Breaking in to an encrypted router and using the Wi-Fi connection is not an criminal offence, a Dutch court ruled. Wi-Fi hackers can not be prosecuted for breaching router security.
A court in The Hague ruled earlier this month that it is legal to break Wi-Fi security to use the internet connection. The court also decided that piggybacking on open Wi-Fi networks in bars and hotels can not be prosecuted. In many countries both actions are illegal and often can be fined.
The ruling is linked to a case of a student who threatened to shoot down everyone at the Maerlant College in The Hague, a high school. He posted a threat on the internet message board 4chan.org using a Wi-Fi connection that he broke into. The student was convicted for posting the message and sentenced to 20 hours of community service, but he was acquitted of the Wi-Fi hacking charges.
The Judge reasoned that the student didn't gain access to the computer connected to the router, but only used the routers internet connection. Under Dutch law breaking in to a computer is forbidden.
A computer in The Netherlands is defined as a machine that is used for three things: the storage, processing and transmission of data. A router can therefore not be described as a computer because it is only used to transfer or process data and not for storing bits and bytes. Hacking a device that is no computer by law is not illegal, and can not be prosecuted, the court concluded.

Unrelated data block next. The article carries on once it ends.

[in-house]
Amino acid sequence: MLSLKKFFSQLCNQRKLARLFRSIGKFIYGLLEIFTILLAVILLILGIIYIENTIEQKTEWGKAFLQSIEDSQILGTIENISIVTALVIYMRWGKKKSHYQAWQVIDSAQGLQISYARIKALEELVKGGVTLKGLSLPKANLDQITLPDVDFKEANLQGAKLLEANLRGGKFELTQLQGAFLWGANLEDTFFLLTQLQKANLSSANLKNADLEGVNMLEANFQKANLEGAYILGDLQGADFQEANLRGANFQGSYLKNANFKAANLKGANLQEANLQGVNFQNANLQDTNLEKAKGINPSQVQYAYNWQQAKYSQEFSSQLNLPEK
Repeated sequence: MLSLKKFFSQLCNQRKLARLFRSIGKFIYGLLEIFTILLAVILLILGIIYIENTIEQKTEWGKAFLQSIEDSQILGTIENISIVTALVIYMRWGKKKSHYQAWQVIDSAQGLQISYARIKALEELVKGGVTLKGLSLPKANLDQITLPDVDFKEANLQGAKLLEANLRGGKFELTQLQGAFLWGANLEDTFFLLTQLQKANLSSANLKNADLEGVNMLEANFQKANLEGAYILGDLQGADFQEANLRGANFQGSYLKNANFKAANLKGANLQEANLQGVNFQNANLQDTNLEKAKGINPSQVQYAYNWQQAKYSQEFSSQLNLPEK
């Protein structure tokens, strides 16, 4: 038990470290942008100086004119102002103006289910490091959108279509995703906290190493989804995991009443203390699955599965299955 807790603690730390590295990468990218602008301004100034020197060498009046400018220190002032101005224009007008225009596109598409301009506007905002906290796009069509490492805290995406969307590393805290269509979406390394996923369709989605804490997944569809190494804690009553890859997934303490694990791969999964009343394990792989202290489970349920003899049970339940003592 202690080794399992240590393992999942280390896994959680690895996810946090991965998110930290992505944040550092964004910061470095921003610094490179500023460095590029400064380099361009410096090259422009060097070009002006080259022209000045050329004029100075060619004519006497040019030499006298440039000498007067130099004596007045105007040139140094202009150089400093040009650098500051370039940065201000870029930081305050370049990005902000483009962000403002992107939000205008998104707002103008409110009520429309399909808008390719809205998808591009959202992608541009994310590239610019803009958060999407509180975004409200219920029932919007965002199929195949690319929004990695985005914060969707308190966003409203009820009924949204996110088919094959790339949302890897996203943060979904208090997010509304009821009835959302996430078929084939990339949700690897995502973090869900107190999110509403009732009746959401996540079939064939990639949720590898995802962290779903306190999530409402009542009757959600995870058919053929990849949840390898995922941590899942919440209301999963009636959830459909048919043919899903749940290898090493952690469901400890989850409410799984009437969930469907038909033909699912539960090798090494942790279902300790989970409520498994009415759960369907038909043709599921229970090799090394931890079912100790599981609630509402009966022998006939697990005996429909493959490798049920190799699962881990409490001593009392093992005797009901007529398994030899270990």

If a secure Wi-Fi connection is hacked or an open network is used for Wi-Fi leeching, the action could be tried under civil law, said criminal lawyer Mathieu van Linde of Blokzijl Advocaten. The ruling led to some controversy in The Netherlands.
Van Linde found the verdict "remarkable". He reckoned that most people from The Netherlands assume hacking a Wi-Fi network is illegal. He also added that the law used by the court in this case was formed in the early nineties, and could be outdated, since it was not intended to cover Wi-Fi networks.
The Dutch attorney general decided to appeal the verdict. Within two years the case will be reviewed by the High Court of The Netherlands that will decide if a router can be defined as a computer under Dutch law.
Hacking or even 'piggybacking' on an open Wi-Fi connection is illegal in a wide variety of nations. In some states of the US, unauthorised access of a network is an criminal offence, in other states piggybacking can be fined. Wi-Fi leechers in the UK can be fined or arrested, depending on the intentions of the leecher.